Ken Hechler: A Hero for Our Time
by Janet Fout
"No figure ever gave me more hope than you did ...
When they finally strike a medal for guts and integrity, decency and
inspirational leadership, the first one should be yours, hands down."
the late Ward Sinclair, Washington correspondent of The Louisville Times
(referring to Ken Hechler).
(Italics are excerpts by Dan LeRoy for Graffiti where
Ken was named Eer of the Year for 2002.)
Ken Hechler talks with Texas populist Jim Hightower at the November 2002
"Just Gimme Some Truth" conference organized by MAPS (Marshall Action
for Peaceful Solutions). Related article : Hey!
The Truth IS Out There!
The year was 1987 and I was just sticking my toe in the vast
waters of environmental activism, hoping to spare Greenbottom Swamp from the
"lets build a dam here" mentality of the U.S. Army Corps of
Engineers, aided and abetted by the West Virginia Department of Natural
Resources, who at that time had only one thing in mind for the wetlands more
habitat for waterfowl.
Greenbottom Swamp, the third largest wetlands in West
Virginia and a haven for many breeding and migratory birds, is also the location
of the General Albert G. Jenkins pre-Civil War home and one of the most
significant native American archaeological digs in the state.
Though I hadnt a clue about the waters into which I was
wading, something inside me said that in order to weigh in on this issue,
Huntington Audubon would need support from many interested individuals and
groups (a tried and true organizing technique I now know that works).
Dr. Hechler, a local expert on General Jenkins and our
Secretary of State at that time, was the first person I called. For starters, I
couldnt believe how accessible he was! His secretary put me right though, and
we spent a great deal of time talking about the possibilities at Greenbottom. He
was full of ideas and interested in being involved. Little did I know that this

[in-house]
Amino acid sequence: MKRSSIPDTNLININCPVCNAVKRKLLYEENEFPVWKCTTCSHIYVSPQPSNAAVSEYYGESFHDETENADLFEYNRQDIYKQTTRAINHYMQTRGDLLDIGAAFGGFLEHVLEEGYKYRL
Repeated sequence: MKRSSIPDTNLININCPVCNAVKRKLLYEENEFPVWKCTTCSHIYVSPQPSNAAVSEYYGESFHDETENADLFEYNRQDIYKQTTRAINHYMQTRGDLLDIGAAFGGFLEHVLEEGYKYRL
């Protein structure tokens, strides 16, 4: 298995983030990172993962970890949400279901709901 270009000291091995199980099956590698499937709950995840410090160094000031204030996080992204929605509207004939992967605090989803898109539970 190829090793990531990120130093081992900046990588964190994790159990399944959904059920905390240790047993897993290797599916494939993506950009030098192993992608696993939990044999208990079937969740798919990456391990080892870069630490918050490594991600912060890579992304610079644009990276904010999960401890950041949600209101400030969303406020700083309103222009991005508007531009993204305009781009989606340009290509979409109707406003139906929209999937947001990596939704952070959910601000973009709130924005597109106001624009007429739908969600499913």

was the beginning of a relationship of shared activism that has endured for
nearly two decades.
Thirty years earlier, Ken Hechler had already begun his
political career as a West Virginia Congressman. "He was already in his
mid-40s by the time he ran his first campaign, for Congress, in 1957. And by
then, hed already accomplished more than most people manage in an entire
"Hed earned his Ph.D. in government and history,
risen to the rank of major in the Army during World War II, written his first
book (which was later turned into a major motion picture), and served two of the
countrys most famous presidents. Along the way, hed managed to interview
legendary figures like Albert Einstein (for his college newspaper) and Nazi
commander Hermann Goering, get dressed down by Gen. George Patton, and court the
daughter of a chief executive (Harry S. Trumans daughter, Bess). Besides
that, he learned to play a mean game of tennis, a skill he still demonstrates on
By the age of 40, Hechler had already lived a remarkable life
with so much more to come. Although I was a poor student of history and
apolitical at best as a young person, the name Ken Hechler was very familiar to
me. And no wonder.
"He took on the coal companies and the Boyle leadership
of the UMW over black lung legislation, and won. He was the first major
political figure in West Virginia - or anywhere - to propose an absolute ban on
strip mining (emphasis mine). These things take political - and physical -
courage," wrote conservative commentator Michael Barone in 1974. And
William Safire noted in The New York Times that "Hechler risked not
only his political life but his actual life in his battle; he gave em hell
and beat em. Hundreds of miners now owe their lives to his fearless campaign,
and conservatives like me take their hats off to a liberal with the courage of
" There were other profiles in courage during his
congressional career. He was the lone member of Congress to march with Martin
Luther King to Selma in 1965, chartering his own plane to make the trek."
Since facing off with me in a high school auditorium packed
with angry duck hunters in the late 1980s, weve shared some other battles.
Ken has been the single most vocal public servant decrying the coal industrys
outrageous practice of decapitating mountains and destroying streams.
Hes been chided, kicked and shoved by angry strip miners
in Marmet, WV, walked several hundred miles across the country with "Granny
D," Doris Haddock, to call attention to a form of legalized bribery in this
country masked as campaign contributions from big special interests, and most
recently weighed in (pun intended) on the ravages to lives, roads and bridges
caused by overloaded coal trucks in southern West Virginia. He has always stood
firmly on the side of the people supporting them with dignity and courage.
Thanks, Ken. Your life is an inspiration.